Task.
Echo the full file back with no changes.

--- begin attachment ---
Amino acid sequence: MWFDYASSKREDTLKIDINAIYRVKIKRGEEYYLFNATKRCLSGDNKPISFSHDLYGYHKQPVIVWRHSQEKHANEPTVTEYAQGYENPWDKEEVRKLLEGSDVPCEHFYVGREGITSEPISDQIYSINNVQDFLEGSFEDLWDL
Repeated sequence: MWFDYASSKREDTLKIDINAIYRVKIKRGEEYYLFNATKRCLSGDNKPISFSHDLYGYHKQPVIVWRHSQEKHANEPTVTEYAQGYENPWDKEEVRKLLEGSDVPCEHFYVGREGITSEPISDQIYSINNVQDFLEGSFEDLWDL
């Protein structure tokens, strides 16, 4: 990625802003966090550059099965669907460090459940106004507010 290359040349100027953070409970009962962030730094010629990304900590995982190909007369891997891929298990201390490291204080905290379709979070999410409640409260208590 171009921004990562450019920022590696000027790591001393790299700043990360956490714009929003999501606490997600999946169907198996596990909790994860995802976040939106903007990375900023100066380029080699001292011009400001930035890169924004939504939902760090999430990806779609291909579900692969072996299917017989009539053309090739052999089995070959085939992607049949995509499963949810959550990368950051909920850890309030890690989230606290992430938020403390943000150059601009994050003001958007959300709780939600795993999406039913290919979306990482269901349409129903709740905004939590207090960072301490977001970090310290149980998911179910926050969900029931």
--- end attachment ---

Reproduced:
Amino acid sequence: MWFDYASSKREDTLKIDINAIYRVKIKRGEEYYLFNATKRCLSGDNKPISFSHDLYGYHKQPVIVWRHSQEKHANEPTVTEYAQGYENPWDKEEVRKLLEGSDVPCEHFYVGREGITSEPISDQIYSINNVQDFLEGSFEDLWDL
Repeated sequence: MWFDYASSKREDTLKIDINAIYRVKIKRGEEYYLFNATKRCLSGDNKPISFSHDLYGYHKQPVIVWRHSQEKHANEPTVTEYAQGYENPWDKEEVRKLLEGSDVPCEHFYVGREGITSEPISDQIYSINNVQDFLEGSFEDLWDL
């Protein structure tokens, strides 16, 4: 990625802003966090550059099965669907460090459940106004507010 290359040349100027953070409970009962962030730094010629990304900590995982190909007369891997891929298990201390490291204080905290379709979070999410409640409260208590 171009921004990562450019920022590696000027790591001393790299700043990360956490714009929003999501606490997600999946169907198996596990909790994860995802976040939106903007990375900023100066380029080699001292011009400001930035890169924004939504939902760090999430990806779609291909579900692969072996299917017989009539053309090739052999089995070959085939992607049949995509499963949810959550990368950051909920850890309030890690989230606290992430938020403390943000150059601009994050003001958007959300709780939600795993999406039913290919979306990482269901349409129903709740905004939590207090960072301490977001970090310290149980998911179910926050969900029931």